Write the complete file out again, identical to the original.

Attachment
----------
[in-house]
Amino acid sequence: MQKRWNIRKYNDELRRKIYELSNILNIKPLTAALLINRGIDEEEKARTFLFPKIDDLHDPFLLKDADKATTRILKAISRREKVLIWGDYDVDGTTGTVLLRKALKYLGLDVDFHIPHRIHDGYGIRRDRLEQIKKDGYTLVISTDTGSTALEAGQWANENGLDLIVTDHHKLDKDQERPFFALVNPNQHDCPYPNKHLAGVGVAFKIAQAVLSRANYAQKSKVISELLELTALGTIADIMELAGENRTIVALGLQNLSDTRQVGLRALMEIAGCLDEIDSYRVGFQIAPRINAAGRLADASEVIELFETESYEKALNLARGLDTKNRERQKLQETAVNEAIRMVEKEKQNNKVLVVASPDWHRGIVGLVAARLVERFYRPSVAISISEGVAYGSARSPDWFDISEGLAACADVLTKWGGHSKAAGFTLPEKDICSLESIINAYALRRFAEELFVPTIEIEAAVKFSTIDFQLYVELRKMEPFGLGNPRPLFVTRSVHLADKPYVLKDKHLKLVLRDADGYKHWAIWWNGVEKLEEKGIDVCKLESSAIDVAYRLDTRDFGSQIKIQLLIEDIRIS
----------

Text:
[in-house]
Amino acid sequence: MQKRWNIRKYNDELRRKIYELSNILNIKPLTAALLINRGIDEEEKARTFLFPKIDDLHDPFLLKDADKATTRILKAISRREKVLIWGDYDVDGTTGTVLLRKALKYLGLDVDFHIPHRIHDGYGIRRDRLEQIKKDGYTLVISTDTGSTALEAGQWANENGLDLIVTDHHKLDKDQERPFFALVNPNQHDCPYPNKHLAGVGVAFKIAQAVLSRANYAQKSKVISELLELTALGTIADIMELAGENRTIVALGLQNLSDTRQVGLRALMEIAGCLDEIDSYRVGFQIAPRINAAGRLADASEVIELFETESYEKALNLARGLDTKNRERQKLQETAVNEAIRMVEKEKQNNKVLVVASPDWHRGIVGLVAARLVERFYRPSVAISISEGVAYGSARSPDWFDISEGLAACADVLTKWGGHSKAAGFTLPEKDICSLESIINAYALRRFAEELFVPTIEIEAAVKFSTIDFQLYVELRKMEPFGLGNPRPLFVTRSVHLADKPYVLKDKHLKLVLRDADGYKHWAIWWNGVEKLEEKGIDVCKLESSAIDVAYRLDTRDFGSQIKIQLLIEDIRIS